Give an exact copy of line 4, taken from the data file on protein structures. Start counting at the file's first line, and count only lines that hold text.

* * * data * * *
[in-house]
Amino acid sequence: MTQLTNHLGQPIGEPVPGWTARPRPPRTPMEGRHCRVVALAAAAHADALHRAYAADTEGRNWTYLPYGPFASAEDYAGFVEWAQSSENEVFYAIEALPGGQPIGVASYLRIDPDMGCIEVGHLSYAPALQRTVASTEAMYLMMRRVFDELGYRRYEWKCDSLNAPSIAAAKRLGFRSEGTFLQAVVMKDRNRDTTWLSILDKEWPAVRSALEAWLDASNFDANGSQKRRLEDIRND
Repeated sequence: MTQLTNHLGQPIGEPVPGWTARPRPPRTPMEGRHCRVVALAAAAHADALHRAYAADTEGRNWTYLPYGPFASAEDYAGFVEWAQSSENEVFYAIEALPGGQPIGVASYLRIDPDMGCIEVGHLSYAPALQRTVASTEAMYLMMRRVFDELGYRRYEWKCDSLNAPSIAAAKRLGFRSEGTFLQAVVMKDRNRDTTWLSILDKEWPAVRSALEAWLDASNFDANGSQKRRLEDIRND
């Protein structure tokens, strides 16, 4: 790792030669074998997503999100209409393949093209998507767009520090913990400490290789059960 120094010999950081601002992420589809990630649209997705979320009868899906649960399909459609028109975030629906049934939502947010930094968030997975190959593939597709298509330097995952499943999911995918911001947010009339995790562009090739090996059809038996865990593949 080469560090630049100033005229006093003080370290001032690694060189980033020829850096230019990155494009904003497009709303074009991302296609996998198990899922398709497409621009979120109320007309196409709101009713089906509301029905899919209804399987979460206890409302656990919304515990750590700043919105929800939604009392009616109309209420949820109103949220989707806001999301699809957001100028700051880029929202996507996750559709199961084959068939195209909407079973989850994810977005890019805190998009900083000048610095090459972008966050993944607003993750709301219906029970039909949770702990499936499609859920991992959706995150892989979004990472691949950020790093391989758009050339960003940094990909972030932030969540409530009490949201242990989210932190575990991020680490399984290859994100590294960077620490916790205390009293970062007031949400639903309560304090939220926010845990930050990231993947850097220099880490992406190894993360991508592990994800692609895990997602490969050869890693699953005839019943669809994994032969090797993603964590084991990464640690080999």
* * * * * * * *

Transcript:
């Protein structure tokens, strides 16, 4: 790792030669074998997503999100209409393949093209998507767009520090913990400490290789059960 120094010999950081601002992420589809990630649209997705979320009868899906649960399909459609028109975030629906049934939502947010930094968030997975190959593939597709298509330097995952499943999911995918911001947010009339995790562009090739090996059809038996865990593949 080469560090630049100033005229006093003080370290001032690694060189980033020829850096230019990155494009904003497009709303074009991302296609996998198990899922398709497409621009979120109320007309196409709101009713089906509301029905899919209804399987979460206890409302656990919304515990750590700043919105929800939604009392009616109309209420949820109103949220989707806001999301699809957001100028700051880029929202996507996750559709199961084959068939195209909407079973989850994810977005890019805190998009900083000048610095090459972008966050993944607003993750709301219906029970039909949770702990499936499609859920991992959706995150892989979004990472691949950020790093391989758009050339960003940094990909972030932030969540409530009490949201242990989210932190575990991020680490399984290859994100590294960077620490916790205390009293970062007031949400639903309560304090939220926010845990930050990231993947850097220099880490992406190894993360991508592990994800692609895990997602490969050869890693699953005839019943669809994994032969090797993603964590084991990464640690080999």